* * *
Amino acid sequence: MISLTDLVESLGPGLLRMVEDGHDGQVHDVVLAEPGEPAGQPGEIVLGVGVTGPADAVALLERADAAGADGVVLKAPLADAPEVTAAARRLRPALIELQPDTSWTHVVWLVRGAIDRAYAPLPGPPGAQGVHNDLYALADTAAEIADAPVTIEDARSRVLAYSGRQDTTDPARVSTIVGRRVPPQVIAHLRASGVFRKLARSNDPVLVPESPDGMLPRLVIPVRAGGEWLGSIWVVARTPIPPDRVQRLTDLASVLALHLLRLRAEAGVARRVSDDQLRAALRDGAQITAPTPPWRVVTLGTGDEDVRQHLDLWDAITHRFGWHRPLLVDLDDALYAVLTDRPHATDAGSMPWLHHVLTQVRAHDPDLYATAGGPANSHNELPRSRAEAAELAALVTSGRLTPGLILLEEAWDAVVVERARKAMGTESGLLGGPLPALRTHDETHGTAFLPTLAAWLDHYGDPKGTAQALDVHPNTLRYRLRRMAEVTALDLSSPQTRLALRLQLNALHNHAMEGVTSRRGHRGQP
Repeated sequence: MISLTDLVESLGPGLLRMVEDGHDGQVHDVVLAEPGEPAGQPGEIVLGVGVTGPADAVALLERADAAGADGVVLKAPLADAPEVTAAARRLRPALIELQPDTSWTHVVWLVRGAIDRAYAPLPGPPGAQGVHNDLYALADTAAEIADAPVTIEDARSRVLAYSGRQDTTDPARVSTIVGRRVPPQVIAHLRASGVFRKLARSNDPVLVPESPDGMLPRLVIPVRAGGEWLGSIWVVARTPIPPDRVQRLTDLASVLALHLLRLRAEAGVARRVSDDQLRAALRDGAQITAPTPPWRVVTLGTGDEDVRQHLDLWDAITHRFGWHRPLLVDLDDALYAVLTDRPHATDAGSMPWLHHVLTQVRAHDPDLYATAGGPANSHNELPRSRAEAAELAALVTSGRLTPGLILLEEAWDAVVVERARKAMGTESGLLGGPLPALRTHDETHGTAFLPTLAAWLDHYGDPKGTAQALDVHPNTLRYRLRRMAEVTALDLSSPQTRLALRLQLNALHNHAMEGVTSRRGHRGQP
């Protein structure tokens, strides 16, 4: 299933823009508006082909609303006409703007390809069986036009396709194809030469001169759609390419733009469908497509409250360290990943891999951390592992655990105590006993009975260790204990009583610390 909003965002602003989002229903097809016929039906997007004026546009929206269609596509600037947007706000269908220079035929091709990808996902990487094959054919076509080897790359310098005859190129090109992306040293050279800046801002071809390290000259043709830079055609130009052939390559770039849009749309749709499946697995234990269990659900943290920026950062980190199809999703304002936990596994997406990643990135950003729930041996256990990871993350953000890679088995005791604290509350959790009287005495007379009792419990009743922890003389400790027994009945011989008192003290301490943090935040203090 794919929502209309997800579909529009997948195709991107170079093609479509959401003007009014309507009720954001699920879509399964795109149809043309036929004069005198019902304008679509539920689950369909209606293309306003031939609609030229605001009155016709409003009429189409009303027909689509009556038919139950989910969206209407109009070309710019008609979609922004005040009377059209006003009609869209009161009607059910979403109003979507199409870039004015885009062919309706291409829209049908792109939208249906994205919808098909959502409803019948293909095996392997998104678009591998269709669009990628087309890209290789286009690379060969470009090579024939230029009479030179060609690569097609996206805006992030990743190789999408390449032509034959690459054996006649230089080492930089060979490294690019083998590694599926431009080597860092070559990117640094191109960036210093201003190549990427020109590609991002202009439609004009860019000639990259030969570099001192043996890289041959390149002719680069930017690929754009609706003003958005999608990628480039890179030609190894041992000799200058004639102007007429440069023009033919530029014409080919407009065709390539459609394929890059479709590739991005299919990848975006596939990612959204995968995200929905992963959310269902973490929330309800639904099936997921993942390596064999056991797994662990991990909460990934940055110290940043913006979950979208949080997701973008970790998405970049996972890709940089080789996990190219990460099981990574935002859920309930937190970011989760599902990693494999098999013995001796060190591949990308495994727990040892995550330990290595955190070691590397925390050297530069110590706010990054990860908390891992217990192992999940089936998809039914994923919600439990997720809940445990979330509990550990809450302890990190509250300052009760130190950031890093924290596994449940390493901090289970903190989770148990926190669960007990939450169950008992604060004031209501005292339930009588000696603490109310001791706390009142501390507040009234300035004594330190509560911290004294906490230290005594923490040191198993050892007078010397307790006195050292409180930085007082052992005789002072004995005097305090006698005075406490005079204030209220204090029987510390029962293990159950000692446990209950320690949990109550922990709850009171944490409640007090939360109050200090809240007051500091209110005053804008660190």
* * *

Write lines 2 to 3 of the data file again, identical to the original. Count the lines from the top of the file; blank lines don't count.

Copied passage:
Repeated sequence: MISLTDLVESLGPGLLRMVEDGHDGQVHDVVLAEPGEPAGQPGEIVLGVGVTGPADAVALLERADAAGADGVVLKAPLADAPEVTAAARRLRPALIELQPDTSWTHVVWLVRGAIDRAYAPLPGPPGAQGVHNDLYALADTAAEIADAPVTIEDARSRVLAYSGRQDTTDPARVSTIVGRRVPPQVIAHLRASGVFRKLARSNDPVLVPESPDGMLPRLVIPVRAGGEWLGSIWVVARTPIPPDRVQRLTDLASVLALHLLRLRAEAGVARRVSDDQLRAALRDGAQITAPTPPWRVVTLGTGDEDVRQHLDLWDAITHRFGWHRPLLVDLDDALYAVLTDRPHATDAGSMPWLHHVLTQVRAHDPDLYATAGGPANSHNELPRSRAEAAELAALVTSGRLTPGLILLEEAWDAVVVERARKAMGTESGLLGGPLPALRTHDETHGTAFLPTLAAWLDHYGDPKGTAQALDVHPNTLRYRLRRMAEVTALDLSSPQTRLALRLQLNALHNHAMEGVTSRRGHRGQP
């Protein structure tokens, strides 16, 4: 299933823009508006082909609303006409703007390809069986036009396709194809030469001169759609390419733009469908497509409250360290990943891999951390592992655990105590006993009975260790204990009583610390 909003965002602003989002229903097809016929039906997007004026546009929206269609596509600037947007706000269908220079035929091709990808996902990487094959054919076509080897790359310098005859190129090109992306040293050279800046801002071809390290000259043709830079055609130009052939390559770039849009749309749709499946697995234990269990659900943290920026950062980190199809999703304002936990596994997406990643990135950003729930041996256990990871993350953000890679088995005791604290509350959790009287005495007379009792419990009743922890003389400790027994009945011989008192003290301490943090935040203090 794919929502209309997800579909529009997948195709991107170079093609479509959401003007009014309507009720954001699920879509399964795109149809043309036929004069005198019902304008679509539920689950369909209606293309306003031939609609030229605001009155016709409003009429189409009303027909689509009556038919139950989910969206209407109009070309710019008609979609922004005040009377059209006003009609869209009161009607059910979403109003979507199409870039004015885009062919309706291409829209049908792109939208249906994205919808098909959502409803019948293909095996392997998104678009591998269709669009990628087309890209290789286009690379060969470009090579024939230029009479030179060609690569097609996206805006992030990743190789999408390449032509034959690459054996006649230089080492930089060979490294690019083998590694599926431009080597860092070559990117640094191109960036210093201003190549990427020109590609991002202009439609004009860019000639990259030969570099001192043996890289041959390149002719680069930017690929754009609706003003958005999608990628480039890179030609190894041992000799200058004639102007007429440069023009033919530029014409080919407009065709390539459609394929890059479709590739991005299919990848975006596939990612959204995968995200929905992963959310269902973490929330309800639904099936997921993942390596064999056991797994662990991990909460990934940055110290940043913006979950979208949080997701973008970790998405970049996972890709940089080789996990190219990460099981990574935002859920309930937190970011989760599902990693494999098999013995001796060190591949990308495994727990040892995550330990290595955190070691590397925390050297530069110590706010990054990860908390891992217990192992999940089936998809039914994923919600439990997720809940445990979330509990550990809450302890990190509250300052009760130190950031890093924290596994449940390493901090289970903190989770148990926190669960007990939450169950008992604060004031209501005292339930009588000696603490109310001791706390009142501390507040009234300035004594330190509560911290004294906490230290005594923490040191198993050892007078010397307790006195050292409180930085007082052992005789002072004995005097305090006698005075406490005079204030209220204090029987510390029962293990159950000692446990209950320690949990109550922990709850009171944490409640007090939360109050200090809240007051500091209110005053804008660190």